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Another plural/singular verb question that I feel must have been asked before but cannot find a good example on ELL or the usual grammar websites. I know the rules for compound subjects.

The dog and cat fight all the time.

But what about the following examples?

Example A1) The average value was 20 in cats, 40 in dogs, and 60 in horses.
Example A2) The average values were 20 in cats, 40 in dogs, and 60 in horses.

Here, I tend to prefer the singular form in A1 because each category has one value. Strangely enough, without categories, A2 would apply ("The average values were 20, 40, and 60.")

Example B1) The value was different between cats and dogs, cats and horses, and dogs and horses.
Example B2) The values were different between cats and dogs, cats and horses, and dogs and horses.

In these examples, I would use the plural form in B2 because you compare two values to find out if they differ or not.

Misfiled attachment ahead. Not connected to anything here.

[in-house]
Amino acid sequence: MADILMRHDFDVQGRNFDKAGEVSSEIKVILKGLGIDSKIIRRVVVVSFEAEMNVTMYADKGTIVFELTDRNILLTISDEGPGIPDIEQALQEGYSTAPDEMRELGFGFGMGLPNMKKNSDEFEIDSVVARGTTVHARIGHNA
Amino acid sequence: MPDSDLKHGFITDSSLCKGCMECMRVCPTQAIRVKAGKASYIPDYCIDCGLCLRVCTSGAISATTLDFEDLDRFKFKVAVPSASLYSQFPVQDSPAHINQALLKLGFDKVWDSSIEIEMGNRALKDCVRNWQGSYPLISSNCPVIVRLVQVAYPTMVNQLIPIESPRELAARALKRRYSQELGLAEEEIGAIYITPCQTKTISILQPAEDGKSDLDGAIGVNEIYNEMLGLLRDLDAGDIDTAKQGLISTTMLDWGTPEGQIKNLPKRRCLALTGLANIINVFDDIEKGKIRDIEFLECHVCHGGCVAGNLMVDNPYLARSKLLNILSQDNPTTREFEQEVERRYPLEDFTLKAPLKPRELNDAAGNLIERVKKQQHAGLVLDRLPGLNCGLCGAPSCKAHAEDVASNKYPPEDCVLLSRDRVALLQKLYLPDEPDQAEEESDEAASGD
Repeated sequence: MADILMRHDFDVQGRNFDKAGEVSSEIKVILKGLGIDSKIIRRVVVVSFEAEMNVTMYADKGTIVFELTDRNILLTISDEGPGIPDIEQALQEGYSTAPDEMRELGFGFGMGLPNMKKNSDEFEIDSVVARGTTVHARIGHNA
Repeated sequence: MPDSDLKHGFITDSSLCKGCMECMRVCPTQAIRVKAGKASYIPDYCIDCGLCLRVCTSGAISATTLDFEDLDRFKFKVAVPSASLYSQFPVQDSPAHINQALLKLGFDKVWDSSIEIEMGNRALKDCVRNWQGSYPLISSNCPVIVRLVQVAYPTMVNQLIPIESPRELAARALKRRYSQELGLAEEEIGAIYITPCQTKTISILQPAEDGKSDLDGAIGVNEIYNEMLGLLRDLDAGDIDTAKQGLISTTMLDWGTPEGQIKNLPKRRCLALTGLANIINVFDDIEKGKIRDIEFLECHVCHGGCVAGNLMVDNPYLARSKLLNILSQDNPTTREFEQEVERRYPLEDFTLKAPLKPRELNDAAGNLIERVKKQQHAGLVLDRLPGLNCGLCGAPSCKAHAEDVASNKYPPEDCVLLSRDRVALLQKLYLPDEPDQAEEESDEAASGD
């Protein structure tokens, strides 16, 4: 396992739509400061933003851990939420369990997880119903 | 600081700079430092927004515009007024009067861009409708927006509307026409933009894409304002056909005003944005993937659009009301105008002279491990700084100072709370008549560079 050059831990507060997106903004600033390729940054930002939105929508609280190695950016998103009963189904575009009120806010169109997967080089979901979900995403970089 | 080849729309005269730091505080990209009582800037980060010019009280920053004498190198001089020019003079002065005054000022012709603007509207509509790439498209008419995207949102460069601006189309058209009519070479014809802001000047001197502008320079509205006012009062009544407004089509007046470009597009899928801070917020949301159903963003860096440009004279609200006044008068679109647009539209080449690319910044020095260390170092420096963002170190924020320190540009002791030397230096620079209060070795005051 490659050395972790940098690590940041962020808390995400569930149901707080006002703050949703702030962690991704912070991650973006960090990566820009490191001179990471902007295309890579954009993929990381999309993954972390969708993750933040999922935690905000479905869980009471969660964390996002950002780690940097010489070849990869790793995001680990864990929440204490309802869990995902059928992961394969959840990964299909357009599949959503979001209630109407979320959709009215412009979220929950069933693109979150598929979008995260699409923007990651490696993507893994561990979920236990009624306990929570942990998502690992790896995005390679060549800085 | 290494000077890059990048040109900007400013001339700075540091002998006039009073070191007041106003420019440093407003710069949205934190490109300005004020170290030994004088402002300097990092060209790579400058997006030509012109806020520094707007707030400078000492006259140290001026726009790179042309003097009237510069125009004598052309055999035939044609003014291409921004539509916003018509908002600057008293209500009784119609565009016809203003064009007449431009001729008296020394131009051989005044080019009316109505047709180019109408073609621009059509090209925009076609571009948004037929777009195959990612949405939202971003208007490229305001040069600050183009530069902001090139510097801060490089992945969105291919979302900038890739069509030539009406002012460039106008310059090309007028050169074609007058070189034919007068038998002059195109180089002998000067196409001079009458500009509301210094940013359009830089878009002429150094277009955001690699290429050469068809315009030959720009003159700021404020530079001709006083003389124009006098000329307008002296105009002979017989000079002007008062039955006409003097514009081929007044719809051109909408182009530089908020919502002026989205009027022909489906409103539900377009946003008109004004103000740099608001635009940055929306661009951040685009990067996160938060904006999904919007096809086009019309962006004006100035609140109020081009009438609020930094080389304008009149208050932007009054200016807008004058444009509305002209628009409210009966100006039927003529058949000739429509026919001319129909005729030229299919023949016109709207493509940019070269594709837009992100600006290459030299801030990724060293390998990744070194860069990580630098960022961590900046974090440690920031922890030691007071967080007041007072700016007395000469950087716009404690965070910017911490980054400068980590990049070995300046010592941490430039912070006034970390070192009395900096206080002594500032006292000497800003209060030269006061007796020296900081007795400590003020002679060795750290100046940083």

Is my understanding correct? What are the underlying grammar rules that define the verb forms in these examples?

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    All A1, A2, B1 and B2 are used in everyday speech, acceptable, and are practically indistinguishable from each other. Preference may arise simply from which ones your parents used or which ones the people around you use and can vary from different locations that speak English (USA, UK, Australia etc.) Oct 16, 2021 at 10:49
  • Well, that would explain the difficulties I have with such sentences. Let's assume it is written in US English - sorry that I haven't specified this before.
    – Mr. T
    Oct 16, 2021 at 11:03
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    I agree with @Quippy about use in everyday speech. When written, I would prefer A2 and B2 for exactly the same reason as A2 without categories. Three items are considered in each of the four cases, hence the plural on "values".
    – AdrianHHH
    Oct 16, 2021 at 12:02

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